Old Bobby never wrote down or saved his poems. 'Poetry is the same as a flowers from a garden,' he said, when Billy asked him about it. 'Enjoy it in the moment, and then, let it go. There are fewer things as sad as going over a poem again, and again, and again. Enjoy them, and if you must - if you have to - take one and press it in a book, because it has a personal meaning to you alone. There will always be more flowers, and some will actually be beautiful.'


When Old Bobby talked like that, Billy understood why they called him that. Old soul; somebody who'd seen a lot. Old Bobby would have gone over big in the sixties.


Old Bobby probably did go over big in the sixties.


"Lexus, Range Rover - they're not hurting any," Bobby said, looking over the two cars in the open garage before turning back to his work. "Microwave lasagna - a lot of it - pizza boxes, diet soda - cheeseless pizza, lots of cosmetics boxes, Viagara prescription slip, another one for birth control, fish sticks in -"


"Is that peanut butter sauce?"


"I think it's supposed to be... no wonder the squirrels made a mess here. Diggie bags from Chez Pierre and Casa Alejandro -"


A smile. "Doggie bags."


A raised head. "What'd I say-?"


"I didn't know you used little bags to make holes in your backyard."


"Oh, shut up. Empty vodka bottle, empty gin bottle, empty jar of olives, one, two, three different types of tampon wrapper-"




"Be thankful they don't use pads. Three new women in the house - not really close. Four different types of toothpaste - two brand name, one specialty, and one generic. Mailing wrapper to 'Waif' - probably that double-sized 'School Year Fashion Preview'. I have a niece. Clothing tags from Cashman's. Clothing tags from Smarty-Mart."


"They don't have one of those here yet- the closest one's in Middleton."


"Whatever. A half-done letter to some kid in Peru. Lots of scratched-out beginnings to short stories... hold on..."


"What is it?"


"A little over-the-top, but not bad, if you can get past that," he said, stopping to read the pages. "This 'Melody Powers' stuff isn't that bad, if she can dial it back a bit-"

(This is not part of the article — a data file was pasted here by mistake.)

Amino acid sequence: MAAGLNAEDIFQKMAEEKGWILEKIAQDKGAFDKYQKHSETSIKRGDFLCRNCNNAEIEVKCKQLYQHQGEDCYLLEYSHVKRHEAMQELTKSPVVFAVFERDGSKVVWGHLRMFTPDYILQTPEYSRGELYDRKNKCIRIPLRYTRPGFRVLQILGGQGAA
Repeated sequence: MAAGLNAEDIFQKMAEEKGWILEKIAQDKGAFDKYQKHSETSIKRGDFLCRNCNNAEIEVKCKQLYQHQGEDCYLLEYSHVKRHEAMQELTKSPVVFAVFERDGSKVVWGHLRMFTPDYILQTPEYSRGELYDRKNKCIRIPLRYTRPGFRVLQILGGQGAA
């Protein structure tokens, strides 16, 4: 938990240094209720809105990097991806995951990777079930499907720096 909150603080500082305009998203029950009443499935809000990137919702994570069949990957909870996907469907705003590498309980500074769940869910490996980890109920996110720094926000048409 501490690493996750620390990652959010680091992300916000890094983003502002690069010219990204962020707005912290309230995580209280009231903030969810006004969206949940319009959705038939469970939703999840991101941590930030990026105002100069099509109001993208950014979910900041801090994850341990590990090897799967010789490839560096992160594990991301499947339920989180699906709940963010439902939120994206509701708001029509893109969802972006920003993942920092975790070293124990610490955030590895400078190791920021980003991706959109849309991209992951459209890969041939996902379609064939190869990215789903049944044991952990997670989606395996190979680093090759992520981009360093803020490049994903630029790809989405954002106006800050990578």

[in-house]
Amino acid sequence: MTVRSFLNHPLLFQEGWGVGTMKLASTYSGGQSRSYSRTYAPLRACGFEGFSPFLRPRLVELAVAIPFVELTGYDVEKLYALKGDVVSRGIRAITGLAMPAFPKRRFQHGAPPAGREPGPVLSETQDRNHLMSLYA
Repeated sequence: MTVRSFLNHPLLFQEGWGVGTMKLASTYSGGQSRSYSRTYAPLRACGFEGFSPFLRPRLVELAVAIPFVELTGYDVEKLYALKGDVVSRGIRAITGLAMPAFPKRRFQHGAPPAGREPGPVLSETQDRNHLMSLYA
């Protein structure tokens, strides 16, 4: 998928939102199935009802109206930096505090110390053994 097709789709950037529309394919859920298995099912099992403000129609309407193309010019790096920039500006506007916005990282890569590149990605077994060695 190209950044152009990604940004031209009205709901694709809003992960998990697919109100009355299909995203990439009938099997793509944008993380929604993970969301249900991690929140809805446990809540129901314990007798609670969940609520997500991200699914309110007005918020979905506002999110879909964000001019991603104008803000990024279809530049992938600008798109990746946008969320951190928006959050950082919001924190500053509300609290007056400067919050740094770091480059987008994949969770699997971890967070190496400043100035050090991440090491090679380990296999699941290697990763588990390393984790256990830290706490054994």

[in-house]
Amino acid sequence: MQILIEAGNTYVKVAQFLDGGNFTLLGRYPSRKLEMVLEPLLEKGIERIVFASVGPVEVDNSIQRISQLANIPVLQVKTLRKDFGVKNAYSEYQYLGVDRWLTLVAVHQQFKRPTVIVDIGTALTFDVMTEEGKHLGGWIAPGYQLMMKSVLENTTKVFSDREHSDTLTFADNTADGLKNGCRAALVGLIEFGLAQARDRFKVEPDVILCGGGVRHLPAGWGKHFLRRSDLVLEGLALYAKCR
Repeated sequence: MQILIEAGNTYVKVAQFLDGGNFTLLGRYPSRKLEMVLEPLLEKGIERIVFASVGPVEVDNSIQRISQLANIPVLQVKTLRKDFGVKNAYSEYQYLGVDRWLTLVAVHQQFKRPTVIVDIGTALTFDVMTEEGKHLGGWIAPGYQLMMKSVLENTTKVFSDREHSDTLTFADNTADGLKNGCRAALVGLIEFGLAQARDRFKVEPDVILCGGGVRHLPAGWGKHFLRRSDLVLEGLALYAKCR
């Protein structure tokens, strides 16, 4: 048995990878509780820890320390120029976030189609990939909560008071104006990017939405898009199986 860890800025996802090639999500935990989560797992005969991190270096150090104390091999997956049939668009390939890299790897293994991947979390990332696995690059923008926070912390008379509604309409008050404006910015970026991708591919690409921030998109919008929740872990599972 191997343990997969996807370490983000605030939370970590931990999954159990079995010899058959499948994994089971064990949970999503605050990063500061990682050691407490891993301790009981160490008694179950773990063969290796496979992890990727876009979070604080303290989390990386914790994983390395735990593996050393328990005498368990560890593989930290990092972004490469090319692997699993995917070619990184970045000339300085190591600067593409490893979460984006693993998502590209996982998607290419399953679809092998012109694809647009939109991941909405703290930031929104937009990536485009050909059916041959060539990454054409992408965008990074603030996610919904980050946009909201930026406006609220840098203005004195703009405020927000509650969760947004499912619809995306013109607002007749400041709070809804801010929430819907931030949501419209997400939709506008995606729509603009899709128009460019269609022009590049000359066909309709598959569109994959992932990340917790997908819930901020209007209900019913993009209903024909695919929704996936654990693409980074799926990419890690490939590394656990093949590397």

It was then that they saw her. She walked in, what to the guys, was slow motion.


It's an unwritten rule, fostered by television. Time slows down for a man when, for the first time, he sees a woman that will play, and eventually become, an important part of his life.


Every woman that's special first appears to move in slow motion, as though time and fate and God wants that man who sees her to remember, to build a memory, to etch an image of such a woman indelibly upon his soul...


And this was such a woman.


She had hair the color of wheat, cut just above her shoulders, and wore an entirely appropriate walnut-brown business suit and a golden-brown silk blouse over what, from the way she moved, was a very feminine figure.


Even so, there was a way to the way that she moved that spoke one word: control. She was in control. This was her world - and if the world didn't realize that, then the world was in for one hell of a wake-up call. Even the way she lifted her to the rain, the way she wiped the droplets away as if to say, 'How DARE you strike me!' made her seem more imperial and more desirable, even if she immediately seemed all but unreachable...


And then she looked at them.


She noticed them.





After Helen had driven away, Old Bobby was the first to speak.


Nature, put away your tools from her

And craft no more, perfection is for fools

The children who desire but unaware of what

I know my mind.

Once and perhaps and forever beautiful

And flawed - therein you entrance me

Of flesh - one day you might see me

Your sight is balm to soothe my day.


He didn't know that, months before, Will had taken to carrying a pocket-sized tape recorder. About saving obvious works of art, old man, well, we'll just have to agree to disagree... Will had already filled up thirty-five legal pads with the extemporaneous poems that just erupted from Old Bobby, and he'd already planned to spend the coming summer categorizing the poems and putting everything on disk.


And from that day on, Thursdays became special.


Will and Old Bobby became experts in all things Morgendorffer.


The garbage men had found their muse.





Five years later, Jane Lane walked through a crowded aisle in the Beechman-Taylor Art Center of Boston Fine Arts College, looking over the entries in the annual 'May Display' of works by outgoing graduates of the program.


Nothing special here, kinda plain there... somebody needs to keep better ventilation going in their studio, if this is their idea of art – hey, look at that. Someone's planning on going directly into the greeting card-art business...